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Visiting Canada or Mexico after arriving in the US under the VWP

ESTA Canada Mexico

If you’re crossing the Atlantic and going all the way to the USA from Britain, it’s often quite tempting to make the most of the journey and explore the neighbouring countries. So how do you go about taking a trip to Canada or Mexico from the USA?

As a UK passport holder you can apply to visit the USA under the Visa Waiver Programme, using the ‘Electronic System for Travel Authorisation’, or ‘ESTA’ as it’s more commonly known. Of course, this Visa Waiver Programme is specifically valid for the USA, including its overseas territories. Once you cross the border, north or south, you will need to adhere to the travel laws in place in that country.

So, to make sure you have everything organised before you set off and to avoid any surprises, here we will be discussing what you need to do in order to visit Canada or Mexico from the USA.
 

Canada

Despite the fact that its population is about 10% of that of the USA, Canada is the larger of the two countries, and naturally offers a whole other world of exploration for tourists. With borders stretching right across the breadth of the USA from east to west, Canada shares land crossings with 11 US states: Washington, Idaho, Montana, North Dakota, Minnesota, Michigan, New York, New Hampshire, Vermont, Maine and, of course, Alaska. There are also other water crossings, which share the same travel rules as the land crossings.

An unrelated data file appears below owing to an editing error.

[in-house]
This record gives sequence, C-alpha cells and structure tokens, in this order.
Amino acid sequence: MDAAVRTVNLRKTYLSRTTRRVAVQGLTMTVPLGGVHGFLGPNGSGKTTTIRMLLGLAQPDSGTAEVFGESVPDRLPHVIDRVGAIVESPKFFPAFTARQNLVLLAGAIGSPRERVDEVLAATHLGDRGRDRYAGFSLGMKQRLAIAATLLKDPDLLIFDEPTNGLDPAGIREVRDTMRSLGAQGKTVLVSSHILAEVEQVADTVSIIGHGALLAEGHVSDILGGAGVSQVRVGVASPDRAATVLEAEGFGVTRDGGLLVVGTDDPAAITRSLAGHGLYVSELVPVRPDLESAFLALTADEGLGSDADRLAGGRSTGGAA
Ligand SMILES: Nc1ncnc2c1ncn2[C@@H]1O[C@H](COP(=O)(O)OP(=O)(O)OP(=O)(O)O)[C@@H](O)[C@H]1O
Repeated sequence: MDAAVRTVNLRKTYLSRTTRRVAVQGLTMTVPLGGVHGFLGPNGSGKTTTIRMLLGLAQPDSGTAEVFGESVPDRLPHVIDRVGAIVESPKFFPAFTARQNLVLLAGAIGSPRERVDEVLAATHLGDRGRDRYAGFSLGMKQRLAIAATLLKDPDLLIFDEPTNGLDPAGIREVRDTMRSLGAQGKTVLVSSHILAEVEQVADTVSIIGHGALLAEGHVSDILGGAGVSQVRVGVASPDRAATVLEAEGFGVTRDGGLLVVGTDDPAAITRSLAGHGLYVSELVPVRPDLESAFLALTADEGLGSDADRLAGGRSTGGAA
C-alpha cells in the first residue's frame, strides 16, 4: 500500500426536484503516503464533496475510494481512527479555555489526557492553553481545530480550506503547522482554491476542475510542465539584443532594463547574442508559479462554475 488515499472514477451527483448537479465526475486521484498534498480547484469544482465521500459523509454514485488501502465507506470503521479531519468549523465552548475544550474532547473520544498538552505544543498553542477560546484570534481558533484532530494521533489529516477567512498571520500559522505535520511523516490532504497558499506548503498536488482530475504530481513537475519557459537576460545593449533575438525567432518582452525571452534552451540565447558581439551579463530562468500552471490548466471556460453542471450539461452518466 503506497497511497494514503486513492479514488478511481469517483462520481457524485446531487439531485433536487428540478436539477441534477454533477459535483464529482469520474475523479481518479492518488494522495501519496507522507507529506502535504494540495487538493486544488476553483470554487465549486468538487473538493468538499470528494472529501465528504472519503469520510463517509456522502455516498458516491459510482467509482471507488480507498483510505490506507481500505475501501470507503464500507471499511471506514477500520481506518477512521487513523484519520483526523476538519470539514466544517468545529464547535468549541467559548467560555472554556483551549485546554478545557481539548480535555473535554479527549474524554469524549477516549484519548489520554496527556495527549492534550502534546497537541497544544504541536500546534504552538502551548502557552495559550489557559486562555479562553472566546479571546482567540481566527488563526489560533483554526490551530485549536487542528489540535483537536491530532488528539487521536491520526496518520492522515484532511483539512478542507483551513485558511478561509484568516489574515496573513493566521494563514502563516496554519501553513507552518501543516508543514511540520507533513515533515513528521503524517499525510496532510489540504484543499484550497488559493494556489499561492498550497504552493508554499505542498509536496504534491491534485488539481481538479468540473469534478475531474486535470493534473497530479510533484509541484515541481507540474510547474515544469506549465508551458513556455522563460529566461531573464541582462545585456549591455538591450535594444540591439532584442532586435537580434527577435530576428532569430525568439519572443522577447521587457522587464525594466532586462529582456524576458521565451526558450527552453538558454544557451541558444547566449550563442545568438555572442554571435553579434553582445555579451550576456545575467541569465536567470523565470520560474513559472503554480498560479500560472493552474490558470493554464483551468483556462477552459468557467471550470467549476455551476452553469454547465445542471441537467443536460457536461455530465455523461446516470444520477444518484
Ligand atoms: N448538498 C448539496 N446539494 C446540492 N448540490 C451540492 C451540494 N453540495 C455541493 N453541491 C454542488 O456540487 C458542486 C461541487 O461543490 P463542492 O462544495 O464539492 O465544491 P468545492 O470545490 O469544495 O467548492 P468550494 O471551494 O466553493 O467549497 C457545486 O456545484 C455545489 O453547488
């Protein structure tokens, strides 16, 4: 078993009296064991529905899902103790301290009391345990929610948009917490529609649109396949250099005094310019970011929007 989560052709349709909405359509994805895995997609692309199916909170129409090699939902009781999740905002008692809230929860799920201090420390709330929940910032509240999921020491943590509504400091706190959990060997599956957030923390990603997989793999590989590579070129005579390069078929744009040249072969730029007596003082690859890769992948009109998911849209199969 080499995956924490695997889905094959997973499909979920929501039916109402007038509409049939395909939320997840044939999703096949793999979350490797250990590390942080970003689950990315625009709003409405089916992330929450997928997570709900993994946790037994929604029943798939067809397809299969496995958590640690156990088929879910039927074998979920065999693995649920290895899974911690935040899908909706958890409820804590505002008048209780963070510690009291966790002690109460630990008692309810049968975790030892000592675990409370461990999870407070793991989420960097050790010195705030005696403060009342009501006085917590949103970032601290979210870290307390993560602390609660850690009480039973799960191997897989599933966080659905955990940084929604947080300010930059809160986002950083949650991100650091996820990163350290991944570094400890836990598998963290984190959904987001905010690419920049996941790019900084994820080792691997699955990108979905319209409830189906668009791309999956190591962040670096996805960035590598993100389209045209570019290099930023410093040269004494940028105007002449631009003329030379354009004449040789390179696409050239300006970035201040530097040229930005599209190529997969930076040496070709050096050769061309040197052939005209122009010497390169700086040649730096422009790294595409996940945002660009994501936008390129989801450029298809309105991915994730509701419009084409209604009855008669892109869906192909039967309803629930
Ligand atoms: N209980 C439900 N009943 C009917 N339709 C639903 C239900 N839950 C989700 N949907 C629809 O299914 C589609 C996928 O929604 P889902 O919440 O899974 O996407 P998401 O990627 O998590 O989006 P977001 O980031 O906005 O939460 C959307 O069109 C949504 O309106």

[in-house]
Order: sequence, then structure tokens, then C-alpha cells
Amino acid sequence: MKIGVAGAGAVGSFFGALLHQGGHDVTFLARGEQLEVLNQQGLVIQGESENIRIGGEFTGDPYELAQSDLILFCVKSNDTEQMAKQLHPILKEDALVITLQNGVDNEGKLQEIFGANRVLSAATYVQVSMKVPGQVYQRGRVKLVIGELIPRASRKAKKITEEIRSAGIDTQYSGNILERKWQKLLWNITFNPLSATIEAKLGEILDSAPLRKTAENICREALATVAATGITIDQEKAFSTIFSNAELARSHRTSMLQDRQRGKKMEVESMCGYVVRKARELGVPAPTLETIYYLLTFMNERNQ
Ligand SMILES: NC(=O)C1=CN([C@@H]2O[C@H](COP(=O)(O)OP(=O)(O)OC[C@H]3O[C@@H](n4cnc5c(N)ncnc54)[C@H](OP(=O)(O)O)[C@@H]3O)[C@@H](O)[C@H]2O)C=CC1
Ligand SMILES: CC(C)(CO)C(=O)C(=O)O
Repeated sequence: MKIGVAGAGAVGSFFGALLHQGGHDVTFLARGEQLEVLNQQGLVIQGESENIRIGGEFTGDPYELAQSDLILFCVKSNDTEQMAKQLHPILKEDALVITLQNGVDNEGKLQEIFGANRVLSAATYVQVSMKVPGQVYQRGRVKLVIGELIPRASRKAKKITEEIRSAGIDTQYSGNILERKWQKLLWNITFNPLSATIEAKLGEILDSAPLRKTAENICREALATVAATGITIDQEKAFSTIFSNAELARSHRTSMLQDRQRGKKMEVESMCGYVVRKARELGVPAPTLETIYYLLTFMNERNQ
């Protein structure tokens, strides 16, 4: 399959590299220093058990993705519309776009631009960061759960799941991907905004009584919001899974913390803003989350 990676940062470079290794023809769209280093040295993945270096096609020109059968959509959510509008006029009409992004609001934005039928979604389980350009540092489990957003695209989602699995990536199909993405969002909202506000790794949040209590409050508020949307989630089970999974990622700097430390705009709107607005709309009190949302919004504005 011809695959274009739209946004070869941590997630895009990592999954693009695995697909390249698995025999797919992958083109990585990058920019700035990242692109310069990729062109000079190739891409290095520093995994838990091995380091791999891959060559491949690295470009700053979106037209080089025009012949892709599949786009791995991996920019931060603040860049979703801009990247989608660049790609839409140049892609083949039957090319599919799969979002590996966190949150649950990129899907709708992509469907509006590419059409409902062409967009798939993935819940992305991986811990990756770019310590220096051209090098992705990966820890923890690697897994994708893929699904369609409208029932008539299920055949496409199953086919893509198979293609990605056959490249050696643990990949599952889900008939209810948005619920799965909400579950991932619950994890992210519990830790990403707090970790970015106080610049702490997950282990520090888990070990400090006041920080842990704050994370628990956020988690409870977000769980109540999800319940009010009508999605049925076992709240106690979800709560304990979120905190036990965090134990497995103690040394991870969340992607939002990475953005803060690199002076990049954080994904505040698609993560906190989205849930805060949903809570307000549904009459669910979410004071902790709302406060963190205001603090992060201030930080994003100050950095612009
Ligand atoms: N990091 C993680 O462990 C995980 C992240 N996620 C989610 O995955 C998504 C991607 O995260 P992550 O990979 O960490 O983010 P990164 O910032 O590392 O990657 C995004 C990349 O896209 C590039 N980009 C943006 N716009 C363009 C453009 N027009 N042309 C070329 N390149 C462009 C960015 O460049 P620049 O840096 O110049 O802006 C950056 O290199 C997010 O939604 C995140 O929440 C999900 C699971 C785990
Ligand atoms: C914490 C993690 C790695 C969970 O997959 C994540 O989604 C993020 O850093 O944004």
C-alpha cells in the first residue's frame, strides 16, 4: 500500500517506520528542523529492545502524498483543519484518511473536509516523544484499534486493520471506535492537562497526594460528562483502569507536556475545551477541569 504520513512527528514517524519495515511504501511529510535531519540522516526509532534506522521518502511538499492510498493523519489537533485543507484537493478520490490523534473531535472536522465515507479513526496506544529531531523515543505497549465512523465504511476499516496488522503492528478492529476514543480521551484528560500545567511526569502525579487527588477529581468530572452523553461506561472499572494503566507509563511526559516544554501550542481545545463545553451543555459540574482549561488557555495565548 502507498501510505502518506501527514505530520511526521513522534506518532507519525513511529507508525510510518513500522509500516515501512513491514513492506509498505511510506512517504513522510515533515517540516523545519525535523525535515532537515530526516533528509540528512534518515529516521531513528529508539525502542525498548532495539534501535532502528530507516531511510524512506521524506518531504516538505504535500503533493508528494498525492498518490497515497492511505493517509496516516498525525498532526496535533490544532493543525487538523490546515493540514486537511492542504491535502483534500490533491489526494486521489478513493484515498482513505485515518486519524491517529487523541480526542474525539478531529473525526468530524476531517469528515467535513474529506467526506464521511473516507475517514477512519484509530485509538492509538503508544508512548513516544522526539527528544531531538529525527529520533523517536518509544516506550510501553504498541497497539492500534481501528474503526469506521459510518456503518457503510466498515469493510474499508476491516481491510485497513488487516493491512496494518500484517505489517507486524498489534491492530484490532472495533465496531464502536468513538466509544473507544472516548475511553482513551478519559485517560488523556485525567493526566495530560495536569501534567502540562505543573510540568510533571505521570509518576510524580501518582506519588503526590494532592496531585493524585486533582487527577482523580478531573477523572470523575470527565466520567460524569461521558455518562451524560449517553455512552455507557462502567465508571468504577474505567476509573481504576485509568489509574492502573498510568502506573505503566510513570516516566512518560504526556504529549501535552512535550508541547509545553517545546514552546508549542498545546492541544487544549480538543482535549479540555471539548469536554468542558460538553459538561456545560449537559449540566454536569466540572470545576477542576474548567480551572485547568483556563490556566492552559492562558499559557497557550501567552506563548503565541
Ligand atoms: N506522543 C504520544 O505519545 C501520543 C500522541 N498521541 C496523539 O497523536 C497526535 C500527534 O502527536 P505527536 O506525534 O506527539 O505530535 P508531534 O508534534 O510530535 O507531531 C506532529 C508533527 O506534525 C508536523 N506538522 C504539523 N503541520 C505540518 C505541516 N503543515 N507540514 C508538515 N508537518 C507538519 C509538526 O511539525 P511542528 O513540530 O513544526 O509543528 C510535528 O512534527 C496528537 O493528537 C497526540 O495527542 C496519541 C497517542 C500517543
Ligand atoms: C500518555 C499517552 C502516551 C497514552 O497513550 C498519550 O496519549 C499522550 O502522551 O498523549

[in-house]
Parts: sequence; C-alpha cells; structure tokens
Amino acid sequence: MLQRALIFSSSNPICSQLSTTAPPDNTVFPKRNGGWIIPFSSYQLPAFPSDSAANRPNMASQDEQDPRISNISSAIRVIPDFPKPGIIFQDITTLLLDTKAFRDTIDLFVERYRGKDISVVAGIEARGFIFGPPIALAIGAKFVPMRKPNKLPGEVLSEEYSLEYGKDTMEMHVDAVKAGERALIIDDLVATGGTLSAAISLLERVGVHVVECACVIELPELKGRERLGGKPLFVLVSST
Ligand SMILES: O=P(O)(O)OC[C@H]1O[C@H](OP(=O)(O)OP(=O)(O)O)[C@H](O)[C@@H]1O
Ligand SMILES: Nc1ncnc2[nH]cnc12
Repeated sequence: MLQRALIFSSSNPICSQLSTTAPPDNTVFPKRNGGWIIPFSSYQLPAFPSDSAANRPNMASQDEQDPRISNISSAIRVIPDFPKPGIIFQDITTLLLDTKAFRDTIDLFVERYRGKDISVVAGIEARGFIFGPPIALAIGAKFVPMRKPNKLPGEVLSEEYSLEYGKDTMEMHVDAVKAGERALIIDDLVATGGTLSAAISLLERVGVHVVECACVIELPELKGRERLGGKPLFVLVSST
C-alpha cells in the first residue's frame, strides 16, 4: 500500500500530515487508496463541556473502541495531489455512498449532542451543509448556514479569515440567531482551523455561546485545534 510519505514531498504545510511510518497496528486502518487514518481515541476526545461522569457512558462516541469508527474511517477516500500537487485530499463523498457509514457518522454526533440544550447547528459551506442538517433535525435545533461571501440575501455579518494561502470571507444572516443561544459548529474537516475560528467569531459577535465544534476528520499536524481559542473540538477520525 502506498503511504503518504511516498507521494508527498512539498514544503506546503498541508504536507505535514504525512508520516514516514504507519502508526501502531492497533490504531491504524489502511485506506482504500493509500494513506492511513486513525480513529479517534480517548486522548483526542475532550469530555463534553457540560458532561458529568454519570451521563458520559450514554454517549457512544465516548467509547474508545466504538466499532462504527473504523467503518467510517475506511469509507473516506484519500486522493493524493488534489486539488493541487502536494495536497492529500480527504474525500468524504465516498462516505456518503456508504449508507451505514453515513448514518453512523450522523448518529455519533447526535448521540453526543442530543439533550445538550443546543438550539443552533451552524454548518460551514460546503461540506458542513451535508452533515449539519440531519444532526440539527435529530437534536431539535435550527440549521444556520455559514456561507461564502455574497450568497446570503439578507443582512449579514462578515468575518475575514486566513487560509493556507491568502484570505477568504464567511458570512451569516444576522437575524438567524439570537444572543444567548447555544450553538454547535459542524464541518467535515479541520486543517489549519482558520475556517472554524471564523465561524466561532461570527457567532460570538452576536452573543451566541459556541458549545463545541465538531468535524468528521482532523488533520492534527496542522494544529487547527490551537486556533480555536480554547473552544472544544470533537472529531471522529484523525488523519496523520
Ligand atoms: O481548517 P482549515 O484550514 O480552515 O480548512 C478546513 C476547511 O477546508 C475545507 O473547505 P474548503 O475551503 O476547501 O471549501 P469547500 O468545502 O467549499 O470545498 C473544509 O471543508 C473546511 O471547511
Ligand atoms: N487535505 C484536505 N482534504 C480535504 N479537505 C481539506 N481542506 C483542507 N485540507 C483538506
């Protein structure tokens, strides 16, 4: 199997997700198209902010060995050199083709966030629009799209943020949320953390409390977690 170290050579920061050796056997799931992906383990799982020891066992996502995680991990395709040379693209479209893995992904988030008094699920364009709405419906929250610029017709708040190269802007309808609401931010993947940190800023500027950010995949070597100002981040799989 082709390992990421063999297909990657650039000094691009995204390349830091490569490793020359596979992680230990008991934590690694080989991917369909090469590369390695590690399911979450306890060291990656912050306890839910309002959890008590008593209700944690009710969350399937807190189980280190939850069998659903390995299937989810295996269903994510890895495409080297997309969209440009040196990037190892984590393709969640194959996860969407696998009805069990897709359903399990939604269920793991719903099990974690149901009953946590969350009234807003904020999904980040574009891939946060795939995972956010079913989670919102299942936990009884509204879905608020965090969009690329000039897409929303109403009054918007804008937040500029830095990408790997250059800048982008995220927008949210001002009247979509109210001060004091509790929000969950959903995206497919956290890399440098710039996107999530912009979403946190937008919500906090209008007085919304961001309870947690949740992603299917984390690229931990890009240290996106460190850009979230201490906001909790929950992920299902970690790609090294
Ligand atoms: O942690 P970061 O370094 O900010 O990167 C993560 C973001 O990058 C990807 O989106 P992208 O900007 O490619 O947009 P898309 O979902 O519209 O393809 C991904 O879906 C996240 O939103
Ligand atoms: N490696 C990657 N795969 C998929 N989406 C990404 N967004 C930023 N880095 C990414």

First of all, let’s look at travel from the USA into Canada via land or water. As a UK citizen, you do not need to have a visa prior to arriving at the Canadian border, or any other kind of travel authorisation. All you need is your passport. You will also not be required to pay for travel authorisation once you arrive.

In terms of your US ESTA, this has no relevance at all in Canada. However, it is important to bear in mind that your time in Canada does technically contribute to your ‘trip clock’. As you probably know, when you travel to the USA with ESTA you are allowed to be in the country for up to 90 days during any one trip. Once you return to the UK this 90-day clock resets, and so the next time you are in the USA this 90-day period restarts. This is generally the case whenever you leave the USA, however it does not apply to land borders. So, if you are visiting Canada from the USA, any time you spend there will contribute to the 90-day limit of the ESTA.

To sum up, all you require to enter Canada from the USA by land or water is your passport. However, there is a different system if you start your trip in Canada and then cross over into the USA. Just like the USA, Canada also operates a Visa Waiver Programme…